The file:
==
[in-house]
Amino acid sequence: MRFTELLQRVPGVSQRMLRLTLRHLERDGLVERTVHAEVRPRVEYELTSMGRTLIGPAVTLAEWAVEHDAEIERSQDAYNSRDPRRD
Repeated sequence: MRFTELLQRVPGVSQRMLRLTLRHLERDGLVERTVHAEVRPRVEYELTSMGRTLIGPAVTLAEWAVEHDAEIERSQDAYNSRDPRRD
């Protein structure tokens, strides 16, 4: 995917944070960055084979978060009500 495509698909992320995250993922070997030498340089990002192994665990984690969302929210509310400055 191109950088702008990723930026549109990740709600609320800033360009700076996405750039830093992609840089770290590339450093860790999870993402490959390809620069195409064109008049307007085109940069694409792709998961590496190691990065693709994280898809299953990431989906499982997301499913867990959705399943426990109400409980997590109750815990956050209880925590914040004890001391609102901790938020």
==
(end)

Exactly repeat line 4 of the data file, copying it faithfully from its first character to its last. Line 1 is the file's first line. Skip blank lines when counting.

């Protein structure tokens, strides 16, 4: 995917944070960055084979978060009500 495509698909992320995250993922070997030498340089990002192994665990984690969302929210509310400055 191109950088702008990723930026549109990740709600609320800033360009700076996405750039830093992609840089770290590339450093860790999870993402490959390809620069195409064109008049307007085109940069694409792709998961590496190691990065693709994280898809299953990431989906499982997301499913867990959705399943426990109400409980997590109750815990956050209880925590914040004890001391609102901790938020």